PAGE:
Soil supplies water and nutrients to plants

When you water, water the soil and roots of your plants, not the leaf portions. Water is absorbed through the roots and channels up into the leaves.

pH

Another thing you should know about your soil is it’s pH…is it acidic or alkaline. pH has a scale of 1 to 10, with acidic soil have a low number. Most plants like 6.0 to 7.5. This is where they can best absorb the nutrients in your soil. You might have heard that plants like rhodendrons prefer acidic soil, which would have a lower pH.

Knowing the nutrients in your soil is important also. You can send away to Guelph University to get your soil tested, however that can be expensive. You can use an inexpensive soil testing kit also. It will also test for pH.

There are 3 big nutrients and these are Nitrogen, Phosphorus and Potassium. You will be familiar with them as the three numbers on fertilizers. Many fertilizers are synthetic, however you can get organic types.

Nitrogen is for leaves and greening of your plants.NPK-01.png

  • fish emulsion
  • blood meal

Phosphorus is for bloom

  • bone meal

Potassium is for roots and overall health of plant

  • wood ash
  • composted seaweed

Other natural fertilizers

  • animal manures – make sure they are well composted or they will burn your plants or be full of weeds
  • manure tea – dilute manure in water, let sit for a week, then water plants
  • comfrey tea – another good nutritional source
  • epson salts – put a tsp in hole when planting

Know your soil, it’s texture, pH and nutritional content

Grow the plants that will thrive in those conditions or be prepared to make amendments

Soil is a living thing which needs to be enriched on a regular basis

Compost and Topdress

Growing Strawberries in Containers

by Pat Freistatter

Why grow strawberries in containers? 

  • It does not require a lot of space.
  • Containers can be close to your kitchen
  • Bacterial and fungal diseases and damage from slugs are reduced.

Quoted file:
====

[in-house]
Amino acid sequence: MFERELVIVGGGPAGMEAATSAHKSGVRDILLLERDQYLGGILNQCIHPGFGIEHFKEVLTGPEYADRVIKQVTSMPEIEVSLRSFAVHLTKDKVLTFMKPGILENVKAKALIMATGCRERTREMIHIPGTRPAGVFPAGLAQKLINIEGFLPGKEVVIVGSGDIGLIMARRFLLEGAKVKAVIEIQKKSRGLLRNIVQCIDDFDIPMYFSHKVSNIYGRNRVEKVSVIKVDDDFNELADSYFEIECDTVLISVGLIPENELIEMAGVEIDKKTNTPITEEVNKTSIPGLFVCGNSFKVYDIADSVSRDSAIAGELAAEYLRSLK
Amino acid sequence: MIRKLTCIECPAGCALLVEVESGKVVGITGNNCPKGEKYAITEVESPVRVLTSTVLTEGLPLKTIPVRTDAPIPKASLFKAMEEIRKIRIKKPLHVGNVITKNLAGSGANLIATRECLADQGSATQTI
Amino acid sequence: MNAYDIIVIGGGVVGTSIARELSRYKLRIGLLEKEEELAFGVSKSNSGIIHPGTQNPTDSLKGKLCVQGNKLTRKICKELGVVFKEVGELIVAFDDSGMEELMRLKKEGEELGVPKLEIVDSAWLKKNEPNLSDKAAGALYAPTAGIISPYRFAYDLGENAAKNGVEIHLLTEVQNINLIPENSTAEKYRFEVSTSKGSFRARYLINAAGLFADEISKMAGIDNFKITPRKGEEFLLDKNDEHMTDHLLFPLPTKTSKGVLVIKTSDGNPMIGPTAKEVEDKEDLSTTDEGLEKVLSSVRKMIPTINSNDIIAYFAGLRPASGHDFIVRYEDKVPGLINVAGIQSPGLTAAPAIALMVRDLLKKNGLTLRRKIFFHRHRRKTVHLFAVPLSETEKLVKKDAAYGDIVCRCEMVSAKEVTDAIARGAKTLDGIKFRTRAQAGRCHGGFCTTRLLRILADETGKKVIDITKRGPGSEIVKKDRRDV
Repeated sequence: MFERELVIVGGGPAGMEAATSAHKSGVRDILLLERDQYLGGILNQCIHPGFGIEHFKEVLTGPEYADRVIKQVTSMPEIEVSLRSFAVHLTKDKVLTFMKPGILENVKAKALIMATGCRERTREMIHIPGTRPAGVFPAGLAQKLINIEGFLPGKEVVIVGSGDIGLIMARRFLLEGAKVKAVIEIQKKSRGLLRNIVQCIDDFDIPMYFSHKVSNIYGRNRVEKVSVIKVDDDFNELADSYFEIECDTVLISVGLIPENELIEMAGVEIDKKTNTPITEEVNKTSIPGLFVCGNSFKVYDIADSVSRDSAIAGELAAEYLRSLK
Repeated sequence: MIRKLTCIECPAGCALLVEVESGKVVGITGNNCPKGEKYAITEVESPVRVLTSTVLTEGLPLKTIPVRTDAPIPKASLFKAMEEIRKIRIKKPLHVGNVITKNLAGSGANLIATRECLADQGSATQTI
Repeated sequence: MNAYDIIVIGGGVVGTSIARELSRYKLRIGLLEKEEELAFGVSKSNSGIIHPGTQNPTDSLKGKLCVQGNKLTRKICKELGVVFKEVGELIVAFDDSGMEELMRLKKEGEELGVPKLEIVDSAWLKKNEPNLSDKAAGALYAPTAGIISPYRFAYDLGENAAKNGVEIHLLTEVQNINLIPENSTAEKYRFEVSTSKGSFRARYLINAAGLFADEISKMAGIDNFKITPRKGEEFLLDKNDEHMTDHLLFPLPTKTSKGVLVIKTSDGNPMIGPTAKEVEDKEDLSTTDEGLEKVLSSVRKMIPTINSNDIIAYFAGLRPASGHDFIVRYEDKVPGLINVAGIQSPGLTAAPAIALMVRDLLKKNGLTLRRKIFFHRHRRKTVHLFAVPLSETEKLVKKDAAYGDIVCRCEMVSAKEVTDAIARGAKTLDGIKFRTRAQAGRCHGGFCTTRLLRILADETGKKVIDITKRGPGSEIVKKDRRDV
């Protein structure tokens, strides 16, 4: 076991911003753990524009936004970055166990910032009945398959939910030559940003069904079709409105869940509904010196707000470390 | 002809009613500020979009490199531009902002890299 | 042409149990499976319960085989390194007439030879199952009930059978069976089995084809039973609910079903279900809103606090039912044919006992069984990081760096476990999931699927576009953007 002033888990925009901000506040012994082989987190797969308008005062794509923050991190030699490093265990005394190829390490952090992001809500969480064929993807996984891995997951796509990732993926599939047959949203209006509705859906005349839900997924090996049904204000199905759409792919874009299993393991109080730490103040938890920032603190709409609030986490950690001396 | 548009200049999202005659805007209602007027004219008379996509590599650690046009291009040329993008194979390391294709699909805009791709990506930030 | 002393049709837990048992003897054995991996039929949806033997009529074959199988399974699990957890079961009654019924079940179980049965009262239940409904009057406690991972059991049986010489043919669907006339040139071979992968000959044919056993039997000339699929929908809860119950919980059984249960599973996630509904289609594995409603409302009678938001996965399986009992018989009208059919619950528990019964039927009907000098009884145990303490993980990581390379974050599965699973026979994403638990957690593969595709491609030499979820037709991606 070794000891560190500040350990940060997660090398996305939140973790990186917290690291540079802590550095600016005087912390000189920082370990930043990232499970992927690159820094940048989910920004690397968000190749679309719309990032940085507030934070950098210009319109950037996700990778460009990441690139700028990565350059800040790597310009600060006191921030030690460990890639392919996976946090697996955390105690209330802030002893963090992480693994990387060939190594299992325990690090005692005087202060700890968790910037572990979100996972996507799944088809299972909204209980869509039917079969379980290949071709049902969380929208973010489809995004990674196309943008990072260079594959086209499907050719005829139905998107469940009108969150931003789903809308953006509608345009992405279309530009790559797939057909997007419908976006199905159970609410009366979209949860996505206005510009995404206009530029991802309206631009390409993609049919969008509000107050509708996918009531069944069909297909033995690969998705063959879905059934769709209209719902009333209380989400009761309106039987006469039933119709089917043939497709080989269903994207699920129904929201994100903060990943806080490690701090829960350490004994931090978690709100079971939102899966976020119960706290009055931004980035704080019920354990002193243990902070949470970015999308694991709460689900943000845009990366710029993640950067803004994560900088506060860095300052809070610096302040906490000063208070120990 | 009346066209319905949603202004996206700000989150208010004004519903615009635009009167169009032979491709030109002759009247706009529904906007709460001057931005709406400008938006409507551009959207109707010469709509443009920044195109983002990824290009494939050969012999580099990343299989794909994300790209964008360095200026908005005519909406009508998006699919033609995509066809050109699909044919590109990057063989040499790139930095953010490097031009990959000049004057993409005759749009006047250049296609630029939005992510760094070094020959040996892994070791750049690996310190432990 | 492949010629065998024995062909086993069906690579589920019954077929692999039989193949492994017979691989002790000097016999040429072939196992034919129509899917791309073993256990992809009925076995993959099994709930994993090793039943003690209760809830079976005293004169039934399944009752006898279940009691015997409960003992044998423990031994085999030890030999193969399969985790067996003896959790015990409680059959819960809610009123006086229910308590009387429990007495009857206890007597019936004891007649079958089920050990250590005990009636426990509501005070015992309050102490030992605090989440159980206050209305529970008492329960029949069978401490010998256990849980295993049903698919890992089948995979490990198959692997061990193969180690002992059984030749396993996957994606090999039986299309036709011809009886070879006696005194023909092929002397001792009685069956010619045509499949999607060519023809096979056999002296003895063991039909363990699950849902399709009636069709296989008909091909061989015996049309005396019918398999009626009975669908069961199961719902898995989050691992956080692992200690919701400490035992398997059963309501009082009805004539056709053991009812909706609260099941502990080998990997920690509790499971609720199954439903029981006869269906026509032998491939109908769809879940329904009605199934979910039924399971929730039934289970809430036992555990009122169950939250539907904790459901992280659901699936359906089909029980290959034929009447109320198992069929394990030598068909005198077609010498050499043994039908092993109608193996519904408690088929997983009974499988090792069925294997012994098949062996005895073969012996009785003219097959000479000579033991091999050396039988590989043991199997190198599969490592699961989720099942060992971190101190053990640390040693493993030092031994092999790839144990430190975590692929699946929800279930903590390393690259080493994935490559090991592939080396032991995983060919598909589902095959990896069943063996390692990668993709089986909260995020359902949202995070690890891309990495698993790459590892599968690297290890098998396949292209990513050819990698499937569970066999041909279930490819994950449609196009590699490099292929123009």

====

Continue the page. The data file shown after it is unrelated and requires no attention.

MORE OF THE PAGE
• Containers can be moved around to take advantage of warmth and light from the sun.

Note: Strawberries on plants still need to be protected from Insects and birds

What type of strawberry plant grows best in containers?

  • Any type of strawberry plant can be used.
  • June bearing strawberry plants provide one large crop.
  • Day neutral strawberry plants produce fruit throughout summer, except during hot weather.
  • Ever-bearing strawberry plants produce 2-3 harvests each summer from early spring to fall.

What type of container can be used?

  • Many types of containers can be used: eg. hanging basket, pot, wooden box (must have several drainage holes in the bottom)
  • Strawberry plants have a small and shallow root ball so they can be grown in small containers; as small as 25 cm in diameter and 20 cm deep (Note: small containers must be watered more often)
  • Light coloured pots keep the plant roots cooler in the heat of the summer.

What type of soil should be used?

  • Use loose, loamy potting soil that will hold water, but allow excess water to drain away.

How do you plant the strawberry plant?

  • Fill the container with potting soil to within 2.5 cm of the rim
  • Put plant in pot and cover the roots, up to the crown (where the leaves emerge), with the soil and water well. Add more potting mix if needed after the soil settles.
  • Strawberry plants can spread out about 60 cm – put only 1– 2 plants in a small container.

When should the plant be watered?

  • Water strawberries whenever the soil feels dry to about 2.5 cm below the surface.
  • Avoid both soggy and dried out soil.
  • Daily watering may be needed in periods of hot, dry weather.
  • Keep moisture off the leaves to prevent fungal diseases that will damage the fruit.

How should the plant be fertilized and when?

  • Strawberries should be fertilized every 3-4 weeks, as soon as the first flowers appear, with a fertilizer high in phosphorus.

How much sun should the plant receive?

  • At least 6-8 hours of sun – rotate container every 3-4 days if possible

Fun things to do with strawberries in containers: Create a Strawberry Waterfall

  • Stack a few lightweight pots filled with potting mix, starting from largest to smallest.
  • Plant strawberries around the edge.